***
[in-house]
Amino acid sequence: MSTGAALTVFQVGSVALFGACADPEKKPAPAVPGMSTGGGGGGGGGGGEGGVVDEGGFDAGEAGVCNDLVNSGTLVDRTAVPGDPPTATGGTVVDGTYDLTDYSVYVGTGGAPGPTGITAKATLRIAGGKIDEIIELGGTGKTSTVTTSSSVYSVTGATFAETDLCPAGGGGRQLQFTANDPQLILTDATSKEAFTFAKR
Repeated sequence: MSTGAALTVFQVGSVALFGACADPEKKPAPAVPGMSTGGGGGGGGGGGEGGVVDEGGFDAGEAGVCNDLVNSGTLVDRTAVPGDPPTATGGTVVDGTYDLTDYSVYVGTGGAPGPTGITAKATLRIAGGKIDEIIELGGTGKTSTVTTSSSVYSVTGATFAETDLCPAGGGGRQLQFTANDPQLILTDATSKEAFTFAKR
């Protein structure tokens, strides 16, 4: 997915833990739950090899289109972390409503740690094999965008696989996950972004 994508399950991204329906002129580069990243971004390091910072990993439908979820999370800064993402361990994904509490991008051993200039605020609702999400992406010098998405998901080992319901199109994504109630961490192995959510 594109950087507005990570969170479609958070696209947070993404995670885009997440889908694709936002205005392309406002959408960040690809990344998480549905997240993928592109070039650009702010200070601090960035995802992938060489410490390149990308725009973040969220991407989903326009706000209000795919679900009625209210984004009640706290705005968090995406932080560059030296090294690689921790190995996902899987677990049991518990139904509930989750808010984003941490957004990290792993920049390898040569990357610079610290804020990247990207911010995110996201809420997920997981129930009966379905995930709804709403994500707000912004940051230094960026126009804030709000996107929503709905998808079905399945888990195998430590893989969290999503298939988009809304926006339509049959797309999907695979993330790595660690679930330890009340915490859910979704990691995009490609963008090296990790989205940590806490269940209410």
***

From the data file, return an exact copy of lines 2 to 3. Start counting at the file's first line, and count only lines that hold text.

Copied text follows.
Amino acid sequence: MSTGAALTVFQVGSVALFGACADPEKKPAPAVPGMSTGGGGGGGGGGGEGGVVDEGGFDAGEAGVCNDLVNSGTLVDRTAVPGDPPTATGGTVVDGTYDLTDYSVYVGTGGAPGPTGITAKATLRIAGGKIDEIIELGGTGKTSTVTTSSSVYSVTGATFAETDLCPAGGGGRQLQFTANDPQLILTDATSKEAFTFAKR
Repeated sequence: MSTGAALTVFQVGSVALFGACADPEKKPAPAVPGMSTGGGGGGGGGGGEGGVVDEGGFDAGEAGVCNDLVNSGTLVDRTAVPGDPPTATGGTVVDGTYDLTDYSVYVGTGGAPGPTGITAKATLRIAGGKIDEIIELGGTGKTSTVTTSSSVYSVTGATFAETDLCPAGGGGRQLQFTANDPQLILTDATSKEAFTFAKR